I was on an oak ridge, and in the distance there were boys singing about Elvira, or Amy, or some such person. They sounded sad and happy all at once. I walked among the oaks, watching eagles fly by. They led me to the Hotel California, and I went to room 107.7.
When I entered, though, I was standing not in a room but in a club. I knew I was in a club, because there were flashing lights and the reek of alcohol and the DJ was playing “In Da Club.”
I walked towards the DJ as if in a trance. As I drew closer, the lights grew brighter and 50 Cent segued to Britney Spears. The crowd whistled a jaunty hook, and I saw that the DJ was a young woman who looked and talked like a Valley Girl. She had a headset mic, and she started talking about Snooki. Something about Snooki’s financial savvy, something about how Snooki didn’t blow her wad like the Situation did.
“That’s not what they’re saying in my barbershop!” bellowed a man behind me. I whirled around and suddenly I was in a barbershop, surrounded by men arguing about Herman Cain. They were all talking at the same time, and it was hard to understand exactly what anyone was saying, but one voice rose above the din, declaring, “If at least two of those three accusers aren’t women of color, that campaign is done!”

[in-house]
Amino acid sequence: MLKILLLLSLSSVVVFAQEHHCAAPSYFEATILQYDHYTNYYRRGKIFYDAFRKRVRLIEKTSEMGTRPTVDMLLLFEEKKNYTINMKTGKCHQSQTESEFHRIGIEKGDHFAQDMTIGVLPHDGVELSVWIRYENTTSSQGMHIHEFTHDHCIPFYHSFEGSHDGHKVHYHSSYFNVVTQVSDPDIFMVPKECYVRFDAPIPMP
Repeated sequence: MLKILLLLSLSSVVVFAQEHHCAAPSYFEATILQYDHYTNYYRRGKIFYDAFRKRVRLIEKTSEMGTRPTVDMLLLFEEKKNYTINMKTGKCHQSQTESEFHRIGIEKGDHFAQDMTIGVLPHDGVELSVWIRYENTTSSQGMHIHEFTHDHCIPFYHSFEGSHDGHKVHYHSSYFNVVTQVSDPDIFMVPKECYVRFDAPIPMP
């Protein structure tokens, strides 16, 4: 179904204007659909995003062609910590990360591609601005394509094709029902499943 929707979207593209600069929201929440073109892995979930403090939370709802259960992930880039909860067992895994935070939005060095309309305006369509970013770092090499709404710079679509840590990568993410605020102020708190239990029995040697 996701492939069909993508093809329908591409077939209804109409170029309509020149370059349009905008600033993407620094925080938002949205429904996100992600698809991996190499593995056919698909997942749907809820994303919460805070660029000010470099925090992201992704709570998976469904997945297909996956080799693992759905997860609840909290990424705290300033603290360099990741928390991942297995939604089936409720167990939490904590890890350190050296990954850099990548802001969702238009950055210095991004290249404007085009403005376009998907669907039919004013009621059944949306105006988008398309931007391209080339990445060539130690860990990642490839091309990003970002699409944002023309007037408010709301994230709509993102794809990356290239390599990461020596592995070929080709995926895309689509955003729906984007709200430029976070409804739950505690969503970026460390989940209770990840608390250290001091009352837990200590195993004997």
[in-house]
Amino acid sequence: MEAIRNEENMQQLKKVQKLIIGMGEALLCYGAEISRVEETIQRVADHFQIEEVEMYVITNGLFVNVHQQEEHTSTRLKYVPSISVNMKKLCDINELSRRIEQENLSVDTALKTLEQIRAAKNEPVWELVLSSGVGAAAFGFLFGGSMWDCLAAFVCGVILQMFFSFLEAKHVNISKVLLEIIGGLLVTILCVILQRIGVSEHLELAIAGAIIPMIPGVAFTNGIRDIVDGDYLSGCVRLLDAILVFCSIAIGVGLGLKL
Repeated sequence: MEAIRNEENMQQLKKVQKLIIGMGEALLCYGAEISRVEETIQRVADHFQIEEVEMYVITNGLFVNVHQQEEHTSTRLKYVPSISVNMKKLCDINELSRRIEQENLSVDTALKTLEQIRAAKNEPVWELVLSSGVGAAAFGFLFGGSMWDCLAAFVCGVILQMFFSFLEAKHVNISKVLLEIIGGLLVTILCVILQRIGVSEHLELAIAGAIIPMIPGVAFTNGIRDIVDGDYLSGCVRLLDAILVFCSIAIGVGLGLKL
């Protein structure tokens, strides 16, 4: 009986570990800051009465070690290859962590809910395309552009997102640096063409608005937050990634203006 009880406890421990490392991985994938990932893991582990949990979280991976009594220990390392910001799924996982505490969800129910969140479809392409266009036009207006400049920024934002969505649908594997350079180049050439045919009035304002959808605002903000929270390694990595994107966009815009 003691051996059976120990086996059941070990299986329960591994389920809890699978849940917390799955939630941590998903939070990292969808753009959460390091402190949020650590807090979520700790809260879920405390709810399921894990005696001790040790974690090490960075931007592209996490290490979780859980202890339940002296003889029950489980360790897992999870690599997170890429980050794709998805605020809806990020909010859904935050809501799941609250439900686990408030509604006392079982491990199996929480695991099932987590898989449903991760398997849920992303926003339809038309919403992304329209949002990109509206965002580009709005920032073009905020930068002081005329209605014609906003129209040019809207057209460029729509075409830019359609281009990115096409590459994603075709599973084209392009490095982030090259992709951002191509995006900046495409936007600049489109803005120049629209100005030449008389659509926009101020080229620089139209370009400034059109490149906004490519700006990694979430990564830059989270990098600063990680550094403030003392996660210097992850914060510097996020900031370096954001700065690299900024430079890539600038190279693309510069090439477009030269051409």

The other men murmured in agreement, and then their murmuring turned to singing, and suddenly they were a boychoir and the barbershop was a great cathedral. A string orchestra played while the choir sang a wordless rendition of Pachelbel’s Canon in D—and then the wordlessness became wordness, and lo, the words were Christmas words! The choirboys sprouted wings and rose to the heavens, proclaiming that Christ was to be born.
Someone tapped me on the shoulder, and I turned to see the Virgin Mary herself, great with child and wearing headphones. She informed me that though it was only November 4, for the glory of her Son, Christmas music would be heard 24/7 from this day until January 1. I fell to my knees and wept, as Mary promised that in just a few minutes, I would meet two girls who weren’t just best friends—they were sisters too. I wept harder, and harder, and harder, until suddenly I woke up on a pillow soaked in blood, sweat, and tears.